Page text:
HRC scholarship to develop smart prosthetic hand
13 January 2016
A University of Waikato mechanical engineering student has been awarded a major scholarship to develop a brain-controlled prosthetic hand.
Mahonri Owen is the recipient of a Health Research Council Māori PhD Scholarship worth $111,550 to assist his work to develop a prosthetic hand that can perform the basic functions of a human hand. It’ll involve mechanics and electronics.
“Life is never the same when you lose a hand or any body part for that matter – through injury, or warfare, genetic dysfunction or illness,” Mahonri says.
“What I’m attempting is to design a brain-controlled prosthetic hand that is easy to produce, easy to adapt to and affordable. One that can restore function and quality of life in a better, faster and cheaper way than we’ve seen before.”
To date, his research has seen him make several different hands using an Arduino micro-controller and off-the- shelf components. His skeleton hand was made using on-screen CAD (computer aided design) to map-out the mechanism. He then created the 50 plus components using an Objet 30 3-D printer, which lays the design down in resin 0.3 of a millimetre at a time. As one layer hardens, another is added until the skeleton is built up. The first hand took seven hours to print.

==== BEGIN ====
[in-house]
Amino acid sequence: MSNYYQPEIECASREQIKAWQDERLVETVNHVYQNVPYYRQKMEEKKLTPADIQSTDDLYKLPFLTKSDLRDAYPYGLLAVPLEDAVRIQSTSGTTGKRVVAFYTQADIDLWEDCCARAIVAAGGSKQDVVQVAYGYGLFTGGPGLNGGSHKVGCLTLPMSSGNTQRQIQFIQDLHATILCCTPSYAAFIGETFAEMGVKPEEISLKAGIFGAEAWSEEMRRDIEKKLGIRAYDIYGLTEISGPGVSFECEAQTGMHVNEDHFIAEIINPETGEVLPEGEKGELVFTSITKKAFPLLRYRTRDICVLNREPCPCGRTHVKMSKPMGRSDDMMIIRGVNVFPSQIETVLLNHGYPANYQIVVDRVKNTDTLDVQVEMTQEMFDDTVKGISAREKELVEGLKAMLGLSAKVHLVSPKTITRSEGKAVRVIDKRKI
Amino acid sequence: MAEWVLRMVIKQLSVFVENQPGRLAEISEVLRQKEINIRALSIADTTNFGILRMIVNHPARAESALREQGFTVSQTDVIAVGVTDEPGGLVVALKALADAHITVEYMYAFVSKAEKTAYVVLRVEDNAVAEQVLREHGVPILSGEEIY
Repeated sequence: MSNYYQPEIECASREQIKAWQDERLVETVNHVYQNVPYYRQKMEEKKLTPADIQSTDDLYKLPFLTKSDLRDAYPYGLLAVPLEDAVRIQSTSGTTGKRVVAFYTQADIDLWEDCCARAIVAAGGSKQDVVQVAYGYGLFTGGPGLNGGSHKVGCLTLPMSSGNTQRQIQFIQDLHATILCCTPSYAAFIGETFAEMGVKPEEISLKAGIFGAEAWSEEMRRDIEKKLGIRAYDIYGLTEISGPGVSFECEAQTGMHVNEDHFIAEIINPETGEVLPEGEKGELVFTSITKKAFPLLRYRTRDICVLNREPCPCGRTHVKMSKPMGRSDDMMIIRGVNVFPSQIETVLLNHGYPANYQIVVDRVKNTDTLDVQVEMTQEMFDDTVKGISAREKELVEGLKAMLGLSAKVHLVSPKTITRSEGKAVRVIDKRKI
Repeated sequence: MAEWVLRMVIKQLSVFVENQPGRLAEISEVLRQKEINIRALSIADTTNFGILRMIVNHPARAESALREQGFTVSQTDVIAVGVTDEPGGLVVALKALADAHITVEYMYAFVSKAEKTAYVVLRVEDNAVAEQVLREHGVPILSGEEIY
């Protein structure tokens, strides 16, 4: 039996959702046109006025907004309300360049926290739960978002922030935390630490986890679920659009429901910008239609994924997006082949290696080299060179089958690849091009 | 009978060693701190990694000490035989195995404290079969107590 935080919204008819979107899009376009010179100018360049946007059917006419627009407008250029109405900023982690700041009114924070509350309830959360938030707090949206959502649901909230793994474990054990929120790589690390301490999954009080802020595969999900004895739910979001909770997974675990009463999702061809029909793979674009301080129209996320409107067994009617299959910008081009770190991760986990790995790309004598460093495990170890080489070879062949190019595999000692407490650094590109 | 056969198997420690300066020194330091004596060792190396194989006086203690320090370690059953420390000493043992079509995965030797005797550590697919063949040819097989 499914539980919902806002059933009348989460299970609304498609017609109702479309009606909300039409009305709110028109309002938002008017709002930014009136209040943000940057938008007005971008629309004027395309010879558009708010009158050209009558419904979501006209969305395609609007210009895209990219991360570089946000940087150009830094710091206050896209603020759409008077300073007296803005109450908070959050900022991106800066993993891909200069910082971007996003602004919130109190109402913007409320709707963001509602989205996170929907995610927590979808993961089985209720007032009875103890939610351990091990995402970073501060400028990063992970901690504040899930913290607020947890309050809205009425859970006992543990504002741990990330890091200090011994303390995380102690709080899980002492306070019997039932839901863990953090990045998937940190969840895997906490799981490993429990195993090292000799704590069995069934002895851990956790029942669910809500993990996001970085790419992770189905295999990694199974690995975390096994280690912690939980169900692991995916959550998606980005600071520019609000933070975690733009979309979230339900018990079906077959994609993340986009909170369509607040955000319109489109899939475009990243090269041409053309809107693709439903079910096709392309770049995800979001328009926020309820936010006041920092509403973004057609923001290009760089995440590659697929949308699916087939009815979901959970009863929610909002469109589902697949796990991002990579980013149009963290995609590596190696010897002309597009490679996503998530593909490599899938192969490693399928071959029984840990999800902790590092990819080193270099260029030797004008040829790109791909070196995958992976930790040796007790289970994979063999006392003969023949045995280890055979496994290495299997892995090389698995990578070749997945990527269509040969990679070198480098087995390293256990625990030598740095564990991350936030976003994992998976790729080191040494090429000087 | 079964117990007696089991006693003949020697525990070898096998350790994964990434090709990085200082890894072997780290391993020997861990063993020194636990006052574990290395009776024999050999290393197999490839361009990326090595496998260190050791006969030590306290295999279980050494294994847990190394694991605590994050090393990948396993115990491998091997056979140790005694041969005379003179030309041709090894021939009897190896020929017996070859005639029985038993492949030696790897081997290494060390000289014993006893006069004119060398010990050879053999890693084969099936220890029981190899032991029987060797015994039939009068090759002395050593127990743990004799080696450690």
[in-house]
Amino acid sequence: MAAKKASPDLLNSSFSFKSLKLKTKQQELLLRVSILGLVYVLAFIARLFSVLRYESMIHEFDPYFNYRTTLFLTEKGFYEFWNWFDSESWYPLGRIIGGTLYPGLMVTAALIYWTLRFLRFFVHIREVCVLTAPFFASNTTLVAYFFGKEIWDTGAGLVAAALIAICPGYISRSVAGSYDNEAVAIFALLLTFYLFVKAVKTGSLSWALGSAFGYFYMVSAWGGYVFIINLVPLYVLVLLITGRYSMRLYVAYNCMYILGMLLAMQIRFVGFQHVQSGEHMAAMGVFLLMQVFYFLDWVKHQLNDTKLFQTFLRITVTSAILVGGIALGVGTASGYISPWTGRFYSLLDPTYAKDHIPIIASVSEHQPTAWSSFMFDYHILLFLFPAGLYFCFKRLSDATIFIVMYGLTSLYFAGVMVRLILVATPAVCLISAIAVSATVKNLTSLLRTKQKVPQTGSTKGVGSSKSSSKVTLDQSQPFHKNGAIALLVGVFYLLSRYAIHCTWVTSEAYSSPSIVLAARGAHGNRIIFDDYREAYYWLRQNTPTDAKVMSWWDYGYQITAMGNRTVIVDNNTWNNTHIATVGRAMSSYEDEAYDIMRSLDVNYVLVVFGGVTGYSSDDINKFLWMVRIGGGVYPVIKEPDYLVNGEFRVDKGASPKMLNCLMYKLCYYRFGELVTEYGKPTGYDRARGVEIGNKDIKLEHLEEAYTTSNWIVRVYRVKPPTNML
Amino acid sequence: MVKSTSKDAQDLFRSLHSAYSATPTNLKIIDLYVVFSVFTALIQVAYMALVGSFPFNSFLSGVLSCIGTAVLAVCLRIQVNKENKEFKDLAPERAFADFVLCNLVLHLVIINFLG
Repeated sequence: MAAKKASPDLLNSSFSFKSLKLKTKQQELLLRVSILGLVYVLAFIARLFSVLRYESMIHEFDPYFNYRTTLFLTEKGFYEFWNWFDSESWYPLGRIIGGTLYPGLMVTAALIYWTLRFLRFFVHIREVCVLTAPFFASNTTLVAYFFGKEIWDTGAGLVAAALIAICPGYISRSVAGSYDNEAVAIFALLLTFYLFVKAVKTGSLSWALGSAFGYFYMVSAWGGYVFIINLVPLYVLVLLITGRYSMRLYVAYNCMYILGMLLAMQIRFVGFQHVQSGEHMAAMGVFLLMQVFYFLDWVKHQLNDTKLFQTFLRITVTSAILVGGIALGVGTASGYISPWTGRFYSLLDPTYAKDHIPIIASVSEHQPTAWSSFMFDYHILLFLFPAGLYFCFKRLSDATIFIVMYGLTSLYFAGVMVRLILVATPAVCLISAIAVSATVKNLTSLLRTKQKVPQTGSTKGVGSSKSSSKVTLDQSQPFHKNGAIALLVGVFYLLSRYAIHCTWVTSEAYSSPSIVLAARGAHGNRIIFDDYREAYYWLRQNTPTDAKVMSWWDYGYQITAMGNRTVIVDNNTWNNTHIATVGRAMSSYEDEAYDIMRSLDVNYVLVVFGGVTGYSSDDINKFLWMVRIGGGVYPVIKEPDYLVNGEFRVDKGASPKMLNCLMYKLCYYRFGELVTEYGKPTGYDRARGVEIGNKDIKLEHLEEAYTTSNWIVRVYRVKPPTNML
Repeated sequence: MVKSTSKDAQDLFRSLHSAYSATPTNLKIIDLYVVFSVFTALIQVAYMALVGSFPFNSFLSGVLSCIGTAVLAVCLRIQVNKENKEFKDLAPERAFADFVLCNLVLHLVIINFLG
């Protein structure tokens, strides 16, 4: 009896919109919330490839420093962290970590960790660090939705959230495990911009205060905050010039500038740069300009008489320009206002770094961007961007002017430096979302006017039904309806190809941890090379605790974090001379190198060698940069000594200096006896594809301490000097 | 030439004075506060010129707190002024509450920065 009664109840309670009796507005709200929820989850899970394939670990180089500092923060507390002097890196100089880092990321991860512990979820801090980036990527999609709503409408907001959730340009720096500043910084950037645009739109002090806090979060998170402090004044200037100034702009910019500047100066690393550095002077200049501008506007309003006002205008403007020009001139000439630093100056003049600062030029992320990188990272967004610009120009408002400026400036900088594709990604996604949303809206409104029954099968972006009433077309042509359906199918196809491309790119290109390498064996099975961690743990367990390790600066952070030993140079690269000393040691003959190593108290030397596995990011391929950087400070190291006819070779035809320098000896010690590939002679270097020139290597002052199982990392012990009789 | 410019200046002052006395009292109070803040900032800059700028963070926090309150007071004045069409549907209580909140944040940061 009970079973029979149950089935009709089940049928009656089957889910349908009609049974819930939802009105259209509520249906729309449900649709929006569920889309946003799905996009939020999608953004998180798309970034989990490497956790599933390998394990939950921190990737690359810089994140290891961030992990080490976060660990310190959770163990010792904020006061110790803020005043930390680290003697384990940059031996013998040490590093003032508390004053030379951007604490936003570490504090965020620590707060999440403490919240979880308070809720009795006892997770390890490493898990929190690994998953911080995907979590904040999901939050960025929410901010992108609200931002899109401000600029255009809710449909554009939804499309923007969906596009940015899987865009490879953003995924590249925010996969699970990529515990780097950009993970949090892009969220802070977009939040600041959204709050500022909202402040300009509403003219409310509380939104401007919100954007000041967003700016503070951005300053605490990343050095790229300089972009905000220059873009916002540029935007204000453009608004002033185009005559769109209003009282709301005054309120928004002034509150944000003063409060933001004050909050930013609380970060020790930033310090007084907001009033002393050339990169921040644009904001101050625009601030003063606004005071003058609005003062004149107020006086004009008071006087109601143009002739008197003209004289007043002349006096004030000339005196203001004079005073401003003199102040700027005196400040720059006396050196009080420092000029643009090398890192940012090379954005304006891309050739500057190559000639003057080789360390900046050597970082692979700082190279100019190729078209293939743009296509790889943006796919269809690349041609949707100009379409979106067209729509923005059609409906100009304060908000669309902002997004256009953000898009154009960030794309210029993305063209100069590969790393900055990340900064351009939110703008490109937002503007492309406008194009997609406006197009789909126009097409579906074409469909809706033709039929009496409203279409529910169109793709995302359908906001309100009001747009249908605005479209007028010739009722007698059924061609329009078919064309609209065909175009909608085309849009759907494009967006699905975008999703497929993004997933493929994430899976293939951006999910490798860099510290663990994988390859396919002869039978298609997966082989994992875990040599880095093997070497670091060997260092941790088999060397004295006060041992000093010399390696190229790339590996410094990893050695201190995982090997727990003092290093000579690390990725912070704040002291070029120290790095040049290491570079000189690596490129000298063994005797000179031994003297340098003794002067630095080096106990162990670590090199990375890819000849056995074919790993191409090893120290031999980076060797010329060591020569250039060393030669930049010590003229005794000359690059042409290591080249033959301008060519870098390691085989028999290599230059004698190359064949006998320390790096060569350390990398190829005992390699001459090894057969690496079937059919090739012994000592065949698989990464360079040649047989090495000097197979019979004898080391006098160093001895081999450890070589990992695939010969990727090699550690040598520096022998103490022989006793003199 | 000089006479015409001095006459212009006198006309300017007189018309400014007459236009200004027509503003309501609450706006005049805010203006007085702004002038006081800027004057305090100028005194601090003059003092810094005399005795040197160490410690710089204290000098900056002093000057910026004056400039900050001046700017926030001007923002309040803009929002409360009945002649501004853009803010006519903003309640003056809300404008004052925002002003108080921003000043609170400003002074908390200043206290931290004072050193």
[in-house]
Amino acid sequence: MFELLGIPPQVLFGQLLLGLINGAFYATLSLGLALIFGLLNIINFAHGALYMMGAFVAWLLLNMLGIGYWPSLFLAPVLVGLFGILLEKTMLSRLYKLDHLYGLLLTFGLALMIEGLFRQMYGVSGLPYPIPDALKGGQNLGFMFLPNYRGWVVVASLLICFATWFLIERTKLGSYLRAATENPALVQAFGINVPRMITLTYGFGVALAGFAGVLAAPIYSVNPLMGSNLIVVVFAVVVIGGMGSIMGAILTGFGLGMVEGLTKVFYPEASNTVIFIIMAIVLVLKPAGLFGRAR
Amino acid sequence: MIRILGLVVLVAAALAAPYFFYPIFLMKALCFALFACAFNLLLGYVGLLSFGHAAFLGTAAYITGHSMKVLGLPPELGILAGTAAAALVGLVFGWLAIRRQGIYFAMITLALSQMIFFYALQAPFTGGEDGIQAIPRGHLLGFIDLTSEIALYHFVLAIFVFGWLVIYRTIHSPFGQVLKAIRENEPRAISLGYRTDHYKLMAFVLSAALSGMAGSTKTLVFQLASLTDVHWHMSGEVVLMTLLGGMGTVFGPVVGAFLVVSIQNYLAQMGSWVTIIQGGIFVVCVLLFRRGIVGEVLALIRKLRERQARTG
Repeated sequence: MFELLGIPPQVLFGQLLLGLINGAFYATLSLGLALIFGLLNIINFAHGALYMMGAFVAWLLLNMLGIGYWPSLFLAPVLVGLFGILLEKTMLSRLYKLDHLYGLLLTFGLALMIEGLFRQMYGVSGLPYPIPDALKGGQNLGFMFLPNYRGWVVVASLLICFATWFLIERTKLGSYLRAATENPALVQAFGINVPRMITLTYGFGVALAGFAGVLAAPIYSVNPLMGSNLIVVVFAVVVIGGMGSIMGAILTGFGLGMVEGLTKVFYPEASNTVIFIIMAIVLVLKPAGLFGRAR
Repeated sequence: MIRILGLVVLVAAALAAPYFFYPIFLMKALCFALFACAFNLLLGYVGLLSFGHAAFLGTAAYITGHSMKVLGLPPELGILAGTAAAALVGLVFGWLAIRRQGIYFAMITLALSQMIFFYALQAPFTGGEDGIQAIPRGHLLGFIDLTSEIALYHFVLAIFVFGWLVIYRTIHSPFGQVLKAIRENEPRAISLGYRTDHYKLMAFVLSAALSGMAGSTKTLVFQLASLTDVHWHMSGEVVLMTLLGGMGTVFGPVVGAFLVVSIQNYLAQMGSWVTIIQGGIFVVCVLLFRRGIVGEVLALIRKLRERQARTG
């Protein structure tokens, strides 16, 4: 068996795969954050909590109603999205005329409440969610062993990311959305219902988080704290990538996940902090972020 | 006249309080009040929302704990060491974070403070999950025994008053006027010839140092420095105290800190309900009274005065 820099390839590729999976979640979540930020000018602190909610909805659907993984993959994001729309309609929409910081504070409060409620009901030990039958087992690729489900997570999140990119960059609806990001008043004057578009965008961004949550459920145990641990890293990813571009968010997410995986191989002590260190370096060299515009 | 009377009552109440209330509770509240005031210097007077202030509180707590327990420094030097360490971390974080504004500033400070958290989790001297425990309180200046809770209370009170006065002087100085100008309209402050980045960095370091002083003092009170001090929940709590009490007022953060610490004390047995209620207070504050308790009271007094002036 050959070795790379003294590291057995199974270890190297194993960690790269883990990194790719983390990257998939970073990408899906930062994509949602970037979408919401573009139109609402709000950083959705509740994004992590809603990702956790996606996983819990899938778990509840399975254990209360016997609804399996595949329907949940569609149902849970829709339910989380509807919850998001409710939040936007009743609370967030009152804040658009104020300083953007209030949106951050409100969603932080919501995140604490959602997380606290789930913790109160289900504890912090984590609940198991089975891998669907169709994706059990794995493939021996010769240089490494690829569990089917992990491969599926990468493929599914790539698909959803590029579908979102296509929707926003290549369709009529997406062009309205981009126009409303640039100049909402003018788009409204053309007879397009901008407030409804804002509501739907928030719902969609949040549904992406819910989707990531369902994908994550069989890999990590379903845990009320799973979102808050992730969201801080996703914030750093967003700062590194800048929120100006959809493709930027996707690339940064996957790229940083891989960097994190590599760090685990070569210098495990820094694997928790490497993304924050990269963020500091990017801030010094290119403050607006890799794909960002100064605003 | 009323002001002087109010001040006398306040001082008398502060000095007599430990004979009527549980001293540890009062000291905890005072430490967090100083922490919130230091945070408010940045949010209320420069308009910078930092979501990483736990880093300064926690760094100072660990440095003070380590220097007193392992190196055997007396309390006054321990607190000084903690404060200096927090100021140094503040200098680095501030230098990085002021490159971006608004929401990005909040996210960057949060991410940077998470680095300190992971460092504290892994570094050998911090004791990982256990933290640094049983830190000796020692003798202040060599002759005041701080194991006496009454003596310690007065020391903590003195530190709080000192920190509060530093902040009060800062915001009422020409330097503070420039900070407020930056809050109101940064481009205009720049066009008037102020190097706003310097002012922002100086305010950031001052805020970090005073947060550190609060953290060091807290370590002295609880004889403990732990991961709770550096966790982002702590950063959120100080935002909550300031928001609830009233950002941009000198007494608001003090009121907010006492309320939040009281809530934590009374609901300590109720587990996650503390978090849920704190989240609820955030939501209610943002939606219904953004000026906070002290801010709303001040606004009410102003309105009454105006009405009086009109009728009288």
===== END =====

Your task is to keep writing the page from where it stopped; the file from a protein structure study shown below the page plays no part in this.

Using Electroencephalography (EEG), the hands are able to execute basic movements, such as open and close. What Mahonri wants to develop is a more sophisticated hand. “I want to make my own EEG headset specifically for hands. So when the brain says ‘pinch’ that’s what the hand will do.”
He says the use of neutral interface (brain control) would also increase the rate of prosthetic acceptance. “The trauma and pain that accompanies the loss of a limb is hard to overcome, physically and mentally and if my research can make recovery easier, then I’ll be very happy.”
The idea to work on the electro-mechanical hand for his doctorate came from a suggestion by Mahonri’s academic supervisor Dr Chi Kit Au from the University of Waikato’s Faculty of Science and Engineering. The notion fitted perfectly with Mahonri’s desire for his study to benefit others.
“I’m also conscious of the number of people, Māori in particular, who lose limbs through diabetes. So if my research can assist their recovery then it will have been worth it.”
Mahonri (Ngāti Tuwharetoa and Ngāpuhi) has had good support from his iwi over the years, but he says he wouldn’t be able to complete his doctorate without this Health Research Council scholarship. It means he can come to university knowing his wife and two young children are going to be well-looked after.